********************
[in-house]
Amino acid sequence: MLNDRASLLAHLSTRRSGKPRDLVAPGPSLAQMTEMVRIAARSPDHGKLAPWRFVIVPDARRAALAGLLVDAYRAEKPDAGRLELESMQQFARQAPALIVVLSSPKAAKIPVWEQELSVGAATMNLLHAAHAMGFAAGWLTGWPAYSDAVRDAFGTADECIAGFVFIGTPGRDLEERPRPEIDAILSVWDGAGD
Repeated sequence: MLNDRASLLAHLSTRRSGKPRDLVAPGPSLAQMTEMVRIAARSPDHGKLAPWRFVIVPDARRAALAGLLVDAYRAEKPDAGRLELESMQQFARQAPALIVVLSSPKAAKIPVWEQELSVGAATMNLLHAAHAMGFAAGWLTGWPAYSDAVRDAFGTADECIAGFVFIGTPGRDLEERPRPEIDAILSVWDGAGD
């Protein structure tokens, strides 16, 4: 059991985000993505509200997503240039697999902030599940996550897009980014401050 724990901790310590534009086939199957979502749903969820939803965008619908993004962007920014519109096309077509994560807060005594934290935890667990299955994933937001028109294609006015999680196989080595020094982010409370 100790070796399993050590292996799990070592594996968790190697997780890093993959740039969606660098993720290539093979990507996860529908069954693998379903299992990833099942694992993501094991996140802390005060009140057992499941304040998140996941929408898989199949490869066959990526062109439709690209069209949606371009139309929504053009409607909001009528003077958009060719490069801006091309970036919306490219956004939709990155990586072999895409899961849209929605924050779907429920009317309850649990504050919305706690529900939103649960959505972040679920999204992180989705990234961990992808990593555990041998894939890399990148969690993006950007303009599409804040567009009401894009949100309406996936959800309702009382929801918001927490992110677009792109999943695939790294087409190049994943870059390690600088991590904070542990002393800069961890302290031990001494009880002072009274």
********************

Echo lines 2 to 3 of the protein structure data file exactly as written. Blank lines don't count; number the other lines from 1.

Amino acid sequence: MLNDRASLLAHLSTRRSGKPRDLVAPGPSLAQMTEMVRIAARSPDHGKLAPWRFVIVPDARRAALAGLLVDAYRAEKPDAGRLELESMQQFARQAPALIVVLSSPKAAKIPVWEQELSVGAATMNLLHAAHAMGFAAGWLTGWPAYSDAVRDAFGTADECIAGFVFIGTPGRDLEERPRPEIDAILSVWDGAGD
Repeated sequence: MLNDRASLLAHLSTRRSGKPRDLVAPGPSLAQMTEMVRIAARSPDHGKLAPWRFVIVPDARRAALAGLLVDAYRAEKPDAGRLELESMQQFARQAPALIVVLSSPKAAKIPVWEQELSVGAATMNLLHAAHAMGFAAGWLTGWPAYSDAVRDAFGTADECIAGFVFIGTPGRDLEERPRPEIDAILSVWDGAGD